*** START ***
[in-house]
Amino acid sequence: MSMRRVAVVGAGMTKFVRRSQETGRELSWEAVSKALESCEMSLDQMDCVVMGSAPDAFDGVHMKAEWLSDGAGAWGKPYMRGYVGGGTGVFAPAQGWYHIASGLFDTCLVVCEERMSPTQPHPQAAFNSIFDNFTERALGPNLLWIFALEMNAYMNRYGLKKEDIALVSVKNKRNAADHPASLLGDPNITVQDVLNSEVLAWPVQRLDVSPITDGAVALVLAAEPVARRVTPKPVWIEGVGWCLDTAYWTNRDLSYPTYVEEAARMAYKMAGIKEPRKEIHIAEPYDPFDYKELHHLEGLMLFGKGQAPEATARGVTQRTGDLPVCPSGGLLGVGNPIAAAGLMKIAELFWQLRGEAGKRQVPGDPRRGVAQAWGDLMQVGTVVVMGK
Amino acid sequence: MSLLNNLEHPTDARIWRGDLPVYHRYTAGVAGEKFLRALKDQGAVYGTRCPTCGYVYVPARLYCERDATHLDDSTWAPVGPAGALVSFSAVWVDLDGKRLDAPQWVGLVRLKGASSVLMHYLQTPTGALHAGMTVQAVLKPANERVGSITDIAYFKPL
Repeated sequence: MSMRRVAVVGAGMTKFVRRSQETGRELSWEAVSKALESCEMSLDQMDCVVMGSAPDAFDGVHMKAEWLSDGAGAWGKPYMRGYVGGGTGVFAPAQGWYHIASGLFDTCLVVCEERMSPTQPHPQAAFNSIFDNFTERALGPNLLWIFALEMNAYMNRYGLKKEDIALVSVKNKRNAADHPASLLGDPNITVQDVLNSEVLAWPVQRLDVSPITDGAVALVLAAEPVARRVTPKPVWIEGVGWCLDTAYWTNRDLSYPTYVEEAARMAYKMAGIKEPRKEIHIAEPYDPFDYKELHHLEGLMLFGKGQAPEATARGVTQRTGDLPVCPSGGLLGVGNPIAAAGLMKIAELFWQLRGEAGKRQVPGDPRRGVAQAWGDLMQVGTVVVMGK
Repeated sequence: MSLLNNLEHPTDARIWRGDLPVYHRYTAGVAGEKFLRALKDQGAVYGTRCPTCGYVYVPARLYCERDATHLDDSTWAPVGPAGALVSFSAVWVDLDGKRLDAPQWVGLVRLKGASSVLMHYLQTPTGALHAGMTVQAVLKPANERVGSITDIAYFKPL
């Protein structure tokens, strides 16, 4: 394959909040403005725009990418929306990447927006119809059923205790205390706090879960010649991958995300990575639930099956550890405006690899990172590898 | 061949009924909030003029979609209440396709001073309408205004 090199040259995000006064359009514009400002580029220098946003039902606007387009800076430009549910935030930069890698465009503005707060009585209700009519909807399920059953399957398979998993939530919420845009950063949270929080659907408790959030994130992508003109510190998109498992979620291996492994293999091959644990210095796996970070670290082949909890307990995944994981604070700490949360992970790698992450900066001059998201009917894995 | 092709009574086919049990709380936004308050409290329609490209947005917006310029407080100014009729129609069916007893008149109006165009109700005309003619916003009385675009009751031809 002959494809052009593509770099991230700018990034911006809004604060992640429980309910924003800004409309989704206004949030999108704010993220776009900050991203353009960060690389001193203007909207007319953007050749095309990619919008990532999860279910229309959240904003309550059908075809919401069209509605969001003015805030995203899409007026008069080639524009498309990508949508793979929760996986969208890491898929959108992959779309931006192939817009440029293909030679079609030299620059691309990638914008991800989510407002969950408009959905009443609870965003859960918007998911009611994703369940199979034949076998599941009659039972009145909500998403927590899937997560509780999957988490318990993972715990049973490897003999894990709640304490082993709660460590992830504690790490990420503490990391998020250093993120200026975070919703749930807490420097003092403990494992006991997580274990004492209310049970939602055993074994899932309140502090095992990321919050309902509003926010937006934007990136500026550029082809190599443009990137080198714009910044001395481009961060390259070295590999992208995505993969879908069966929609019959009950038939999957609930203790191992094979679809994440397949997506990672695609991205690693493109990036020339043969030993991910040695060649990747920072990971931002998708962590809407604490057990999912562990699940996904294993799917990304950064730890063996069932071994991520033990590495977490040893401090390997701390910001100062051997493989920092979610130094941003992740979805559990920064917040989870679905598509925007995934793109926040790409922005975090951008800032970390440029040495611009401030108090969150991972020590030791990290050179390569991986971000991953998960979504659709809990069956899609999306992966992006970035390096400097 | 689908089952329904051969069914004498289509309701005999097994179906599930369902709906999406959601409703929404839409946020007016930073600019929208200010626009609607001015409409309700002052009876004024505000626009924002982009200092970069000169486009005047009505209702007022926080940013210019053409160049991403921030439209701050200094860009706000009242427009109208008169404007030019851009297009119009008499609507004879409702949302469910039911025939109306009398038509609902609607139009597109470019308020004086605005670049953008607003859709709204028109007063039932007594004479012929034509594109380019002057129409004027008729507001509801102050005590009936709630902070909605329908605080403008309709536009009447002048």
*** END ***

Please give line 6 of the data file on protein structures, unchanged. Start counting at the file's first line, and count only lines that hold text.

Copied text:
């Protein structure tokens, strides 16, 4: 394959909040403005725009990418929306990447927006119809059923205790205390706090879960010649991958995300990575639930099956550890405006690899990172590898 | 061949009924909030003029979609209440396709001073309408205004 090199040259995000006064359009514009400002580029220098946003039902606007387009800076430009549910935030930069890698465009503005707060009585209700009519909807399920059953399957398979998993939530919420845009950063949270929080659907408790959030994130992508003109510190998109498992979620291996492994293999091959644990210095796996970070670290082949909890307990995944994981604070700490949360992970790698992450900066001059998201009917894995 | 092709009574086919049990709380936004308050409290329609490209947005917006310029407080100014009729129609069916007893008149109006165009109700005309003619916003009385675009009751031809 002959494809052009593509770099991230700018990034911006809004604060992640429980309910924003800004409309989704206004949030999108704010993220776009900050991203353009960060690389001193203007909207007319953007050749095309990619919008990532999860279910229309959240904003309550059908075809919401069209509605969001003015805030995203899409007026008069080639524009498309990508949508793979929760996986969208890491898929959108992959779309931006192939817009440029293909030679079609030299620059691309990638914008991800989510407002969950408009959905009443609870965003859960918007998911009611994703369940199979034949076998599941009659039972009145909500998403927590899937997560509780999957988490318990993972715990049973490897003999894990709640304490082993709660460590992830504690790490990420503490990391998020250093993120200026975070919703749930807490420097003092403990494992006991997580274990004492209310049970939602055993074994899932309140502090095992990321919050309902509003926010937006934007990136500026550029082809190599443009990137080198714009910044001395481009961060390259070295590999992208995505993969879908069966929609019959009950038939999957609930203790191992094979679809994440397949997506990672695609991205690693493109990036020339043969030993991910040695060649990747920072990971931002998708962590809407604490057990999912562990699940996904294993799917990304950064730890063996069932071994991520033990590495977490040893401090390997701390910001100062051997493989920092979610130094941003992740979805559990920064917040989870679905598509925007995934793109926040790409922005975090951008800032970390440029040495611009401030108090969150991972020590030791990290050179390569991986971000991953998960979504659709809990069956899609999306992966992006970035390096400097 | 689908089952329904051969069914004498289509309701005999097994179906599930369902709906999406959601409703929404839409946020007016930073600019929208200010626009609607001015409409309700002052009876004024505000626009924002982009200092970069000169486009005047009505209702007022926080940013210019053409160049991403921030439209701050200094860009706000009242427009109208008169404007030019851009297009119009008499609507004879409702949302469910039911025939109306009398038509609902609607139009597109470019308020004086605005670049953008607003859709709204028109007063039932007594004479012929034509594109380019002057129409004027008729507001509801102050005590009936709630902070909605329908605080403008309709536009009447002048």